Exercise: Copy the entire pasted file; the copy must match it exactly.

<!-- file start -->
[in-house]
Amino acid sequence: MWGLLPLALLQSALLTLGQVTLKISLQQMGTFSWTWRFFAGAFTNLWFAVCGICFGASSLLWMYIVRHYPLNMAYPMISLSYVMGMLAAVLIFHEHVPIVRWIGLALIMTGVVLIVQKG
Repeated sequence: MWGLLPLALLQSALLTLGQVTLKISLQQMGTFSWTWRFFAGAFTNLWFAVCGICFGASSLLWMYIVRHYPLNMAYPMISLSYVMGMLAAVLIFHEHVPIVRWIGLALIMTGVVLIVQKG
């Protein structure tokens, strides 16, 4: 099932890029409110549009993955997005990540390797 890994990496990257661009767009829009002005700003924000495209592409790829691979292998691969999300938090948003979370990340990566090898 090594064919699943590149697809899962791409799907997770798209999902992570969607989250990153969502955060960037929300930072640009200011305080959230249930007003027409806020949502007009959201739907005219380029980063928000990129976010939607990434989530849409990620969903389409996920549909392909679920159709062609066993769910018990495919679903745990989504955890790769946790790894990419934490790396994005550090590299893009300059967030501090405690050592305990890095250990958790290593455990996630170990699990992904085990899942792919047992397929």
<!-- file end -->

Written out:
[in-house]
Amino acid sequence: MWGLLPLALLQSALLTLGQVTLKISLQQMGTFSWTWRFFAGAFTNLWFAVCGICFGASSLLWMYIVRHYPLNMAYPMISLSYVMGMLAAVLIFHEHVPIVRWIGLALIMTGVVLIVQKG
Repeated sequence: MWGLLPLALLQSALLTLGQVTLKISLQQMGTFSWTWRFFAGAFTNLWFAVCGICFGASSLLWMYIVRHYPLNMAYPMISLSYVMGMLAAVLIFHEHVPIVRWIGLALIMTGVVLIVQKG
């Protein structure tokens, strides 16, 4: 099932890029409110549009993955997005990540390797 890994990496990257661009767009829009002005700003924000495209592409790829691979292998691969999300938090948003979370990340990566090898 090594064919699943590149697809899962791409799907997770798209999902992570969607989250990153969502955060960037929300930072640009200011305080959230249930007003027409806020949502007009959201739907005219380029980063928000990129976010939607990434989530849409990620969903389409996920549909392909679920159709062609066993769910018990495919679903745990989504955890790769946790790894990419934490790396994005550090590299893009300059967030501090405690050592305990890095250990958790290593455990996630170990699990992904085990899942792919047992397929």